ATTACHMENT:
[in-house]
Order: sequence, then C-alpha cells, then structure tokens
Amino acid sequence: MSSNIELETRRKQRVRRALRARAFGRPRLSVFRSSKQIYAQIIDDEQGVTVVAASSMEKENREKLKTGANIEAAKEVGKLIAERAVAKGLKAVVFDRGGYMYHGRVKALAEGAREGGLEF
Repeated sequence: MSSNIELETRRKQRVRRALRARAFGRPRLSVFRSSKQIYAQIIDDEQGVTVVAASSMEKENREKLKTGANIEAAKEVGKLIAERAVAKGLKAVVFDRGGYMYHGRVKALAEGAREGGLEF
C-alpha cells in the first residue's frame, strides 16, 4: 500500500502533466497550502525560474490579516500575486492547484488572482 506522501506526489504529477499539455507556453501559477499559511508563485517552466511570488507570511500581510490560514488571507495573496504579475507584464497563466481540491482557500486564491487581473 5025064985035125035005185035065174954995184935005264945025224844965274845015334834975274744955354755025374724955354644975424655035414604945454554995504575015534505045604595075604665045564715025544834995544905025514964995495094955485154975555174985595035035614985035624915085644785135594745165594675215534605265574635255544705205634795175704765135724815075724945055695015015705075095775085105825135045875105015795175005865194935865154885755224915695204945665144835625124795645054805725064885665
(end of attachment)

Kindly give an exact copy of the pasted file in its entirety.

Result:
[in-house]
Order: sequence, then C-alpha cells, then structure tokens
Amino acid sequence: MSSNIELETRRKQRVRRALRARAFGRPRLSVFRSSKQIYAQIIDDEQGVTVVAASSMEKENREKLKTGANIEAAKEVGKLIAERAVAKGLKAVVFDRGGYMYHGRVKALAEGAREGGLEF
Repeated sequence: MSSNIELETRRKQRVRRALRARAFGRPRLSVFRSSKQIYAQIIDDEQGVTVVAASSMEKENREKLKTGANIEAAKEVGKLIAERAVAKGLKAVVFDRGGYMYHGRVKALAEGAREGGLEF
C-alpha cells in the first residue's frame, strides 16, 4: 500500500502533466497550502525560474490579516500575486492547484488572482 506522501506526489504529477499539455507556453501559477499559511508563485517552466511570488507570511500581510490560514488571507495573496504579475507584464497563466481540491482557500486564491487581473 5025064985035125035005185035065174954995184935005264945025224844965274845015334834975274744955354755025374724955354644975424655035414604945454554995504575015534505045604595075604665045564715025544834995544905025514964995495094955485154975555174985595035035614985035624915085644785135594745165594675215534605265574635255544705205634795175704765135724815075724945055695015015705075095775085105825135045875105015795175005865194935865154885755224915695204945665144835625124795645054805725064885665